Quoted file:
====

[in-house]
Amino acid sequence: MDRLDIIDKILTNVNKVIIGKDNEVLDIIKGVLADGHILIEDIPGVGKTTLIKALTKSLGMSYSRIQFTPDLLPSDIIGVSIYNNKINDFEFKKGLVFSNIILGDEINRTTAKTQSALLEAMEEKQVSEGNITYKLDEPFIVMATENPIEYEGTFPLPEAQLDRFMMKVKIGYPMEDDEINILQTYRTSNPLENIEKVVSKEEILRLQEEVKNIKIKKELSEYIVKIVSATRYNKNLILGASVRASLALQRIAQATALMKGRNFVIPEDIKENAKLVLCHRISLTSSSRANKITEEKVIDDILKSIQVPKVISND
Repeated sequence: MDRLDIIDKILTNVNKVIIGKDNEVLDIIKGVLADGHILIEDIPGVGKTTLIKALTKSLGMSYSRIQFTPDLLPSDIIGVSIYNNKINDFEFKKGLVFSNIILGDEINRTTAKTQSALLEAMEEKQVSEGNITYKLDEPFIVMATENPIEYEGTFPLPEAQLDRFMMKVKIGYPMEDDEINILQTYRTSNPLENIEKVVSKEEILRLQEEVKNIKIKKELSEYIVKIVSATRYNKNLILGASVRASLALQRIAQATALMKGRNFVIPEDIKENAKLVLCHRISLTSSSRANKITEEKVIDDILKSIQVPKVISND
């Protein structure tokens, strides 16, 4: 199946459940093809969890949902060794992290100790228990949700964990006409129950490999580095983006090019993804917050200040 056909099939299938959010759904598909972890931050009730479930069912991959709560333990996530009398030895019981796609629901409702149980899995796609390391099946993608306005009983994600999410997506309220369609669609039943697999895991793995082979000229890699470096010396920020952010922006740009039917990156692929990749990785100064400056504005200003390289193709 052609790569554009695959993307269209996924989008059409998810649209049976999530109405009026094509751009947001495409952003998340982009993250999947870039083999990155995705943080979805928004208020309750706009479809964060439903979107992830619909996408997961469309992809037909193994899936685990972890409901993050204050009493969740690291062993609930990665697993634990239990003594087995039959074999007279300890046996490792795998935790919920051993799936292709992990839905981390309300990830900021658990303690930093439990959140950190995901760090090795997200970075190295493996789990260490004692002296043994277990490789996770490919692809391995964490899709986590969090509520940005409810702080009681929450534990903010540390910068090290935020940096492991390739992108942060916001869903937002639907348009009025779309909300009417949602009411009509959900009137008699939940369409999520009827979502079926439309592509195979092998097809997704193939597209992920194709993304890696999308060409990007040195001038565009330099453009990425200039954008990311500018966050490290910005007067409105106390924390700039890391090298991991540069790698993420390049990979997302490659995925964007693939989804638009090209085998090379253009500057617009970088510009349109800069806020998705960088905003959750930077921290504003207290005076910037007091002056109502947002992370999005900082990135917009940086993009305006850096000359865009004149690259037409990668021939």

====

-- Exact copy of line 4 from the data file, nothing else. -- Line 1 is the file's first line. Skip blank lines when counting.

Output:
């Protein structure tokens, strides 16, 4: 199946459940093809969890949902060794992290100790228990949700964990006409129950490999580095983006090019993804917050200040 056909099939299938959010759904598909972890931050009730479930069912991959709560333990996530009398030895019981796609629901409702149980899995796609390391099946993608306005009983994600999410997506309220369609669609039943697999895991793995082979000229890699470096010396920020952010922006740009039917990156692929990749990785100064400056504005200003390289193709 052609790569554009695959993307269209996924989008059409998810649209049976999530109405009026094509751009947001495409952003998340982009993250999947870039083999990155995705943080979805928004208020309750706009479809964060439903979107992830619909996408997961469309992809037909193994899936685990972890409901993050204050009493969740690291062993609930990665697993634990239990003594087995039959074999007279300890046996490792795998935790919920051993799936292709992990839905981390309300990830900021658990303690930093439990959140950190995901760090090795997200970075190295493996789990260490004692002296043994277990490789996770490919692809391995964490899709986590969090509520940005409810702080009681929450534990903010540390910068090290935020940096492991390739992108942060916001869903937002639907348009009025779309909300009417949602009411009509959900009137008699939940369409999520009827979502079926439309592509195979092998097809997704193939597209992920194709993304890696999308060409990007040195001038565009330099453009990425200039954008990311500018966050490290910005007067409105106390924390700039890391090298991991540069790698993420390049990979997302490659995925964007693939989804638009090209085998090379253009500057617009970088510009349109800069806020998705960088905003959750930077921290504003207290005076910037007091002056109502947002992370999005900082990135917009940086993009305006850096000359865009004149690259037409990668021939």